Plans submitted to partially demolish eyesore former hotel

The former Bridge House Hotel, Catterick Bridge.

Plans have been submitted to partially demolish the Bridge House Hotel at Catterick Bridge ahead of the redevelopment of the historic building.

A planning application has been submitted to demolish part of the hotel to the rear of the site, which the applicants say would improve access to the main building to enable its repair.

They add that a further application for the redevelopment is being drawn up.

The building was auctioned off in October for £150,000, just 18 months after being sold for £240,000.

The former 15-bedroom pub, restaurant and hotel was badly damaged by fire in February 2014 and restoration work has never taken place.

It has also been vandalised internally by trespassers.

The new plans would see a single storey building at the rear of the main building, formerly the hotel kitchen, be knocked down.

A garage, lean-to and metal staircase would also be demolished.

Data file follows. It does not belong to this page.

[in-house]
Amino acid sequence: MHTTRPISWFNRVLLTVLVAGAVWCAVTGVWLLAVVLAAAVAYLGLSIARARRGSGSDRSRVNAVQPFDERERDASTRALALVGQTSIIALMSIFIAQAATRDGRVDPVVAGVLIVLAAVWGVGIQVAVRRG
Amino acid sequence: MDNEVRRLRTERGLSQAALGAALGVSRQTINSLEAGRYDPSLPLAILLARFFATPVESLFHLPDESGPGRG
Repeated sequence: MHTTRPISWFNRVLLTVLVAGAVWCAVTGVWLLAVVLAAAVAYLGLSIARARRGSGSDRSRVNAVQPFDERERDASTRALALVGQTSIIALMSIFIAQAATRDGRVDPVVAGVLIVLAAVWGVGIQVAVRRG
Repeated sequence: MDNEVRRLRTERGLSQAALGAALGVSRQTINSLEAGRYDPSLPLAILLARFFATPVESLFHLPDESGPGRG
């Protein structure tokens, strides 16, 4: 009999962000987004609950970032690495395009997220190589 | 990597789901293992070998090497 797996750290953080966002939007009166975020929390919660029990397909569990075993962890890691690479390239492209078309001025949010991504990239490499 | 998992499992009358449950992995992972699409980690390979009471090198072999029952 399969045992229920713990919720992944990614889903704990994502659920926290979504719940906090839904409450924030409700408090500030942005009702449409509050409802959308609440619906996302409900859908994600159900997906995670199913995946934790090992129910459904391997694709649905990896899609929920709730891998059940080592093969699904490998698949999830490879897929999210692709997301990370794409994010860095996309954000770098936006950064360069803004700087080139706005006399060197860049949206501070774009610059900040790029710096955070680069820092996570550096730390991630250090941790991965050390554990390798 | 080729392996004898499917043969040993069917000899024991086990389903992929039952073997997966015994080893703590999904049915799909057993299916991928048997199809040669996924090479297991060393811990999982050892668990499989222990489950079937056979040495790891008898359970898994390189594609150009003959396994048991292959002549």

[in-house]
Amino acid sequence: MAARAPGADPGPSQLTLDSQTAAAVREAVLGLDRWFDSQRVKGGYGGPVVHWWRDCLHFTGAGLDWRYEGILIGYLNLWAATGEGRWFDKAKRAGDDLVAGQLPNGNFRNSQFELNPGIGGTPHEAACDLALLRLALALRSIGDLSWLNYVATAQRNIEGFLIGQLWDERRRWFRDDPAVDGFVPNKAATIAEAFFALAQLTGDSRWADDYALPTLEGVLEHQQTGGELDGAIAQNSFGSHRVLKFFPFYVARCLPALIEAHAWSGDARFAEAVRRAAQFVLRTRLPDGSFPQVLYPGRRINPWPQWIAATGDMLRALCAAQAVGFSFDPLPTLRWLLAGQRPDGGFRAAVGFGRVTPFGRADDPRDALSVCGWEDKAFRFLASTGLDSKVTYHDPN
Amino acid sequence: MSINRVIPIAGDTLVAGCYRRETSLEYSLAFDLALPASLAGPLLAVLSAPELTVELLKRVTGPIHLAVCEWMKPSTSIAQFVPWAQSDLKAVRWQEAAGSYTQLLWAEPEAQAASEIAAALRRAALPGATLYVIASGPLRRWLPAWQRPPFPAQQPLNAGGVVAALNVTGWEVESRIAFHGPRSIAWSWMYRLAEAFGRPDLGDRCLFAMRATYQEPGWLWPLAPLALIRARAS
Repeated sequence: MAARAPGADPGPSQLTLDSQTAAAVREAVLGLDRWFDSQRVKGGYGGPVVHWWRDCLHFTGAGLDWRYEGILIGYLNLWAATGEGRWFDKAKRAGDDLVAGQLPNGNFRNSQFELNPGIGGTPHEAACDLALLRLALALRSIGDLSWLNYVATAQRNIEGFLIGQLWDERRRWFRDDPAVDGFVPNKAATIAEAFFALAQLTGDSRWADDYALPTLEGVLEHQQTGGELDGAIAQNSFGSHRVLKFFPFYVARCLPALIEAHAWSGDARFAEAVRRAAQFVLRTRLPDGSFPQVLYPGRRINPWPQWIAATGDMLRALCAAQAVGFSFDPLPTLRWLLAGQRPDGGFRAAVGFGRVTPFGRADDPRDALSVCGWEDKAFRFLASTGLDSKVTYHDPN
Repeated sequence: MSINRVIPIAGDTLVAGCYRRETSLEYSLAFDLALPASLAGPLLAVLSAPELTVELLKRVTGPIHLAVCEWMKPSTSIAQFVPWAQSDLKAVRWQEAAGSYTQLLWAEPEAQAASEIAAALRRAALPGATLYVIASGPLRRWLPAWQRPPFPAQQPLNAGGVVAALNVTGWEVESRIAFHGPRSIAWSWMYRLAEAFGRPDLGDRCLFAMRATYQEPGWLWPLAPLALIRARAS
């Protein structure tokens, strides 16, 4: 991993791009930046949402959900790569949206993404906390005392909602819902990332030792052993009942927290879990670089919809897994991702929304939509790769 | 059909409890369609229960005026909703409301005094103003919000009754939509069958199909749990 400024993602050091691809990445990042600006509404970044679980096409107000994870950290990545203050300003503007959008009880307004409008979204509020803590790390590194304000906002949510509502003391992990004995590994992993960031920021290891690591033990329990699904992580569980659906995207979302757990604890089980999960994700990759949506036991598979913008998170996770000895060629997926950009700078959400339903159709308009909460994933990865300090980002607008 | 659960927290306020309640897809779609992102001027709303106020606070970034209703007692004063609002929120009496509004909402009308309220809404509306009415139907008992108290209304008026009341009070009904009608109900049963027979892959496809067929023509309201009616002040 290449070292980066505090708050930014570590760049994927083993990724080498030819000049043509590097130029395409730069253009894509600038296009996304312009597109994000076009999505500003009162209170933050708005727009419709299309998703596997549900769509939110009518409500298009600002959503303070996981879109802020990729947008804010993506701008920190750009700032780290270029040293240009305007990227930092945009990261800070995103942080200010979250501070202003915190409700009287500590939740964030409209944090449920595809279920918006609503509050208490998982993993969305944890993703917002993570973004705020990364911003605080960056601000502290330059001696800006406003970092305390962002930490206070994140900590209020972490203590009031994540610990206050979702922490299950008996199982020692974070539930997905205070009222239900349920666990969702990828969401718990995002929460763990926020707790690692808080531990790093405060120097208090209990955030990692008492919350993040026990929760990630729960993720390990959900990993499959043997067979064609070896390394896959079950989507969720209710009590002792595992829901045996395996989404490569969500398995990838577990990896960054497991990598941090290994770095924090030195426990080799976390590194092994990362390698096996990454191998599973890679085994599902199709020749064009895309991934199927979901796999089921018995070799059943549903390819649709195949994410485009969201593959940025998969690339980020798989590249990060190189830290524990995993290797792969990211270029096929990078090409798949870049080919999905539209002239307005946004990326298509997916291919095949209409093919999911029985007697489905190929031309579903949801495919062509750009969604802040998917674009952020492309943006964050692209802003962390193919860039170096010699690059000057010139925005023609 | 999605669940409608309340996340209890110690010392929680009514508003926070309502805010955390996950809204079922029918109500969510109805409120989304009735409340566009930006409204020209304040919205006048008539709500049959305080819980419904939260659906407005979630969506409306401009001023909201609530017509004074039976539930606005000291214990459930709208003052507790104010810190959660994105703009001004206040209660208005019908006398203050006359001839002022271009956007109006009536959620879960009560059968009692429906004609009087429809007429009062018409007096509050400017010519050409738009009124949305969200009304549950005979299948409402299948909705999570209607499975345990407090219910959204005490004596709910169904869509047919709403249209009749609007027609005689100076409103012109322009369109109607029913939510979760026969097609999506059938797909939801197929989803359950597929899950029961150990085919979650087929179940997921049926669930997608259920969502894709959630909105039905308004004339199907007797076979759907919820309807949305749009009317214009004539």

The former kitchen would be knocked down.

Agents CLB Heritage say this part of the building dates from the mid-20th century and by knocking it down it would better reveal the rear elevations of the 18th and 19th century sections of the listed building and allow.

They add that this would “enable ease of access to the principal building to enable its repair and conservation in association with a later application for redevelopment,
which is currently being prepared”.

No details of the future use of the building have been revealed on the planning application.

CLB Heritage say they are working on behalf of Benira Ltd, a company owned by local businessman Ben Wilkinson.

The Bridge House Hotel was built in the 17th century as a coaching inn on the Great North Road and at a key crossing point of the River Swale.

The crossing point has been a strategic route since around AD80 when a Roman fort was constructed to guard the crossing of the Roman Dere Street

Click here to view the plans.


1 Comment

  1. At Long last were seeing progress being made. The sad state of the building desperately needs a full restoration.
    Let’s hope common sense prevails and the plans are passed without delay.

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